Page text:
Because low folate levels are a known risk factor for neural tube defects, the researchers used statistical techniques to evaluate the role of Vitamin B12 independently of the role of folate. In all three groups, women with low B12 concentrations (estimated at less than 250 ng/L, before pregnancy) had 2.5-3 times the risk of having a child with a neural tube defect compared to those with higher levels. Women with levels in the deficient range (0-149 ng/L ) were at the highest risk: 5 times that of women with higher levels.

The study authors wrote that it is not known how B12 and folate might interact to influence the formation of the neural tube, the embryonic structure that gives rise to the spine and brain. They noted that the two vitamins are jointly involved with several key biochemical reactions, as well as with the synthesis of DNA. Lack of either Vitamin B12 or folate in any of these chemical processes theoretically could increase the risk of a neural tube defect.

The authors noted that their results needed to be confirmed by other studies among other populations of women. They suggested, however, that women should have Vitamin B12 levels above 300 ng/L before becoming pregnant. (Because B12 levels drop sharply during pregnancy, the researchers adjusted the levels measured during pregnancy to provide a target level for women to achieve before they become pregnant.)

Because Vitamin B12 comes from foods of animal origin, women who adhere to a strict vegan diet may be at risk for a B12 deficiency, said an NICHD author of the paper, James L. Mills, M.D., senior investigator in the Division of Epidemiology, Statistics, and Prevention Research. He added it is advisable for women with digestive disorders that interfere with the absorption of foods to consult a physician before getting pregnant, to make sure they are receiving adequate amounts of B12.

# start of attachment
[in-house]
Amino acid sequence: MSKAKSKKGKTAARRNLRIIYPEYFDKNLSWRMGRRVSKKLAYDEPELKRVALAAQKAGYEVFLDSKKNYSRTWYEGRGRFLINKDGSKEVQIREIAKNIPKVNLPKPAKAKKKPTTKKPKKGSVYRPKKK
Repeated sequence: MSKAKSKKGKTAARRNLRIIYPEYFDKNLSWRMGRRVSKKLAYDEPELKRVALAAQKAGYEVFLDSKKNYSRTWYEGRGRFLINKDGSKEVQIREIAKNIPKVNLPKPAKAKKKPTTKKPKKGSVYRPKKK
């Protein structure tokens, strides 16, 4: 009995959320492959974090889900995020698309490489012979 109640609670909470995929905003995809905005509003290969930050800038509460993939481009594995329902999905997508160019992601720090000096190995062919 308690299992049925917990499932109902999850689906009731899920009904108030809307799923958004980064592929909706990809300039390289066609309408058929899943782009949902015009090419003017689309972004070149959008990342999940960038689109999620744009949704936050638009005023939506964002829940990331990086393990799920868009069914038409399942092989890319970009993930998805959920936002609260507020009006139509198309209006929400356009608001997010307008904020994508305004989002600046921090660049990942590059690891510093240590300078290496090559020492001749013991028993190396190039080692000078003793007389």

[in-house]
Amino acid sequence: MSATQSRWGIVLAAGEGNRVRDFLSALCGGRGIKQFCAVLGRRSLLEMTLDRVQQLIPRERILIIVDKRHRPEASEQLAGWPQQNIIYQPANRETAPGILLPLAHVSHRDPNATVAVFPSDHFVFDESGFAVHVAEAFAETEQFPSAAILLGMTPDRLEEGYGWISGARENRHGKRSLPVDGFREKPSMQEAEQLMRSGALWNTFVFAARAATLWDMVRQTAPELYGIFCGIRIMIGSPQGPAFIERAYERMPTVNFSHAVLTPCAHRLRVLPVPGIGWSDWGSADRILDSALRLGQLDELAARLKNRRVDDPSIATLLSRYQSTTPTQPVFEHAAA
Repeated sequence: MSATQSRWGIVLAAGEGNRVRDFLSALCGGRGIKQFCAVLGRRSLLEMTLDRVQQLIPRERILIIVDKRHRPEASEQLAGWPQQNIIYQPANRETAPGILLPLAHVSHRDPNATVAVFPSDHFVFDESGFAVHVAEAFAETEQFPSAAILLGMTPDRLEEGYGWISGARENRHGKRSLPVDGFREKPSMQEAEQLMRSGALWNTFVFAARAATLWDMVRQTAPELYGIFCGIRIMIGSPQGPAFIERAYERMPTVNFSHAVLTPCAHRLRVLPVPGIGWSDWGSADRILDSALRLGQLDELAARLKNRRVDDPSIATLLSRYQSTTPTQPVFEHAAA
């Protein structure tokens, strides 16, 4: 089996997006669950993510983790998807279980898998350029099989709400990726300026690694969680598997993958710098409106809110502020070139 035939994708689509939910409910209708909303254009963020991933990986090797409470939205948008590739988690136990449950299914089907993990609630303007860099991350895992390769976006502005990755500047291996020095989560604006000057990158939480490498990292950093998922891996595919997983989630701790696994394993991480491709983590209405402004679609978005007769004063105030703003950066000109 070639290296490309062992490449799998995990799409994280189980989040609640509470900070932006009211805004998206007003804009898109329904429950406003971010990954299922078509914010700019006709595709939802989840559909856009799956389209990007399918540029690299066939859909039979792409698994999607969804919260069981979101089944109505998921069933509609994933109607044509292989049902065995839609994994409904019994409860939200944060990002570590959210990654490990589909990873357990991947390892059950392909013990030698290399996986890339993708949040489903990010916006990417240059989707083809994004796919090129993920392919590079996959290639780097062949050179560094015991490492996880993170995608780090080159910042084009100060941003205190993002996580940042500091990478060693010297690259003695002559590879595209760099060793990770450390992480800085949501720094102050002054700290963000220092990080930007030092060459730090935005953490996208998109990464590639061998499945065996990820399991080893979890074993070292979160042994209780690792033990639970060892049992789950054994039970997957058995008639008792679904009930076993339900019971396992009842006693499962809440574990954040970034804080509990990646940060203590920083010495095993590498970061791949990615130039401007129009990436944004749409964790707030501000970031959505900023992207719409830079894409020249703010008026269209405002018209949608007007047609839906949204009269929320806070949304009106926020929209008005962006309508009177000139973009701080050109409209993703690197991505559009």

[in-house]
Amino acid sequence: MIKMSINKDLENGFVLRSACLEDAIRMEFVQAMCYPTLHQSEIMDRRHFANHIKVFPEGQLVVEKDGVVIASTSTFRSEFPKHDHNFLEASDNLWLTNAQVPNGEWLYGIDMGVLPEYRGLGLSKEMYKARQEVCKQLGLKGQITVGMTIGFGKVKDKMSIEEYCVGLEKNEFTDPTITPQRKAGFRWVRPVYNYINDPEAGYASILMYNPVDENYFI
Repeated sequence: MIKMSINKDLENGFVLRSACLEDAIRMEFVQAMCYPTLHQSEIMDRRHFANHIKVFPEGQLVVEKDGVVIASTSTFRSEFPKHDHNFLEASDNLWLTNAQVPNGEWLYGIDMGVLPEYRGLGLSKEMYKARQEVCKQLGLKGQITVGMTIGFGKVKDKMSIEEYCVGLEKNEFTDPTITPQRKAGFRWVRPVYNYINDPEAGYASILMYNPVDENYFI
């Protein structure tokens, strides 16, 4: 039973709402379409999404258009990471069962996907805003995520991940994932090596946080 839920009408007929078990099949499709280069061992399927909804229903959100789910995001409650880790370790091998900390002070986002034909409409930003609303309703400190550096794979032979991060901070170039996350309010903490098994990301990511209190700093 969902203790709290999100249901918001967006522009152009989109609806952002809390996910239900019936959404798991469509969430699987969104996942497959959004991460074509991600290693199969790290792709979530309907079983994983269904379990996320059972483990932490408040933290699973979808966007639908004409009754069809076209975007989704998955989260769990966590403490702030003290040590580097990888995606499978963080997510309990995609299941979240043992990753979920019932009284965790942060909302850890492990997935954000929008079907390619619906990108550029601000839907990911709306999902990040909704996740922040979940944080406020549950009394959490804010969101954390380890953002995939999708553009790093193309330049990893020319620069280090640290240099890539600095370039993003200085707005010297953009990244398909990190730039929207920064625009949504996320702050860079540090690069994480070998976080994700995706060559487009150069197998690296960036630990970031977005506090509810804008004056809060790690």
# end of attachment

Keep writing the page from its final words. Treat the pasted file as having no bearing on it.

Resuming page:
Dr. Mills explained that critical events in the formation of the brain and spinal column occur very early in pregnancy—in the first 28 days after conception—before many women even realize they are pregnant.

He added that the U.S. Public Health Service recommends that all women of childbearing age consume 400 micrograms of folic acid each day. This amount assures that a woman will have adequate stores of the vitamin, in the event of an unintended pregnancy.

"If women wait until they realize that they are pregnant before they start taking folic acid, it is usually too late," Dr. Mills said.

Similarly, he said, it would be wise for all women of childbearing age to consume the recommended amount of Vitamin B12, whether they are planning a pregnancy or not. "Half of the women who become pregnant each year in the U.S. were not planning to become pregnant."

"Our results offer evidence that women who have adequate B12 levels before they become pregnant may further reduce the occurrence of this class of birth defects," Dr. Mills said.

Robert Bock | EurekAlert!
Further information:
http://www.nih.gov

More articles from Health and Medicine:

nachricht Study tracks inner workings of the brain with new biosensor
16.08.2018 | Rheinische Friedrich-Wilhelms-Universität Bonn

nachricht Foods of the future
15.08.2018 | Georg-August-Universität Göttingen

All articles from Health and Medicine >>>

The most recent press releases about innovation >>>

Die letzten 5 Focus-News des innovations-reports im Überblick: